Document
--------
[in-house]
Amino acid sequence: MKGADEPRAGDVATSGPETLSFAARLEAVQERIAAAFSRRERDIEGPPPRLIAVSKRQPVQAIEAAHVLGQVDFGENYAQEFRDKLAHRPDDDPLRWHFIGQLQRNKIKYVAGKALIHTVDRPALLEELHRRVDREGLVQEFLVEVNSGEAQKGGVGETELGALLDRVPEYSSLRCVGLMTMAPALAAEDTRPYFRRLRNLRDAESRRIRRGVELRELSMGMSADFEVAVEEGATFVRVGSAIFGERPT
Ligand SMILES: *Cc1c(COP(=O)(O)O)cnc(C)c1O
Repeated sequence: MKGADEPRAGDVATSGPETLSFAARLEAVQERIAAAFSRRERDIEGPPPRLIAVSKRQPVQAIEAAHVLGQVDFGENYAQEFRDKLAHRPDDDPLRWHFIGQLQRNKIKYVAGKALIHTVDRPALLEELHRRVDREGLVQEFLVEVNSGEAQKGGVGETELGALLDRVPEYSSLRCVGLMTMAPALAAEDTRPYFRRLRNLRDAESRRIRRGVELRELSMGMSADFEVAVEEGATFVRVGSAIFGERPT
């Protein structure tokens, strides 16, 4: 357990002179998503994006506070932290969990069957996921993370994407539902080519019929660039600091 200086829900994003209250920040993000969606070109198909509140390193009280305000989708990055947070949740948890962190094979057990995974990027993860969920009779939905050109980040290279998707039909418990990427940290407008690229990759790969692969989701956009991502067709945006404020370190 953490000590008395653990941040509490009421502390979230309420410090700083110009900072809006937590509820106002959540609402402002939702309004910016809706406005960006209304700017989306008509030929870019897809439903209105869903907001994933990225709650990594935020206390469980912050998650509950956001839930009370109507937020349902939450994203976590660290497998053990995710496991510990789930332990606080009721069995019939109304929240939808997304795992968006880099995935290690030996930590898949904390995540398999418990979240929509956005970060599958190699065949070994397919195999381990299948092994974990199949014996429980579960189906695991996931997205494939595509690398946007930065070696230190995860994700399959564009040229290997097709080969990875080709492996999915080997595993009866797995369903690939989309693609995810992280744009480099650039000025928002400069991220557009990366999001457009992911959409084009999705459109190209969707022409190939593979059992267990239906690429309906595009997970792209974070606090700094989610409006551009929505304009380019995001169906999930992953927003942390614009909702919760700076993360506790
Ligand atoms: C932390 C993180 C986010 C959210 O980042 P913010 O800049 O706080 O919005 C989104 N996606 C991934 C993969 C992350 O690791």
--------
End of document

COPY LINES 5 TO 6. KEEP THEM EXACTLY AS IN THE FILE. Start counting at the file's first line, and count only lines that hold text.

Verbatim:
């Protein structure tokens, strides 16, 4: 357990002179998503994006506070932290969990069957996921993370994407539902080519019929660039600091 200086829900994003209250920040993000969606070109198909509140390193009280305000989708990055947070949740948890962190094979057990995974990027993860969920009779939905050109980040290279998707039909418990990427940290407008690229990759790969692969989701956009991502067709945006404020370190 953490000590008395653990941040509490009421502390979230309420410090700083110009900072809006937590509820106002959540609402402002939702309004910016809706406005960006209304700017989306008509030929870019897809439903209105869903907001994933990225709650990594935020206390469980912050998650509950956001839930009370109507937020349902939450994203976590660290497998053990995710496991510990789930332990606080009721069995019939109304929240939808997304795992968006880099995935290690030996930590898949904390995540398999418990979240929509956005970060599958190699065949070994397919195999381990299948092994974990199949014996429980579960189906695991996931997205494939595509690398946007930065070696230190995860994700399959564009040229290997097709080969990875080709492996999915080997595993009866797995369903690939989309693609995810992280744009480099650039000025928002400069991220557009990366999001457009992911959409084009999705459109190209969707022409190939593979059992267990239906690429309906595009997970792209974070606090700094989610409006551009929505304009380019995001169906999930992953927003942390614009909702919760700076993360506790
Ligand atoms: C932390 C993180 C986010 C959210 O980042 P913010 O800049 O706080 O919005 C989104 N996606 C991934 C993969 C992350 O690791």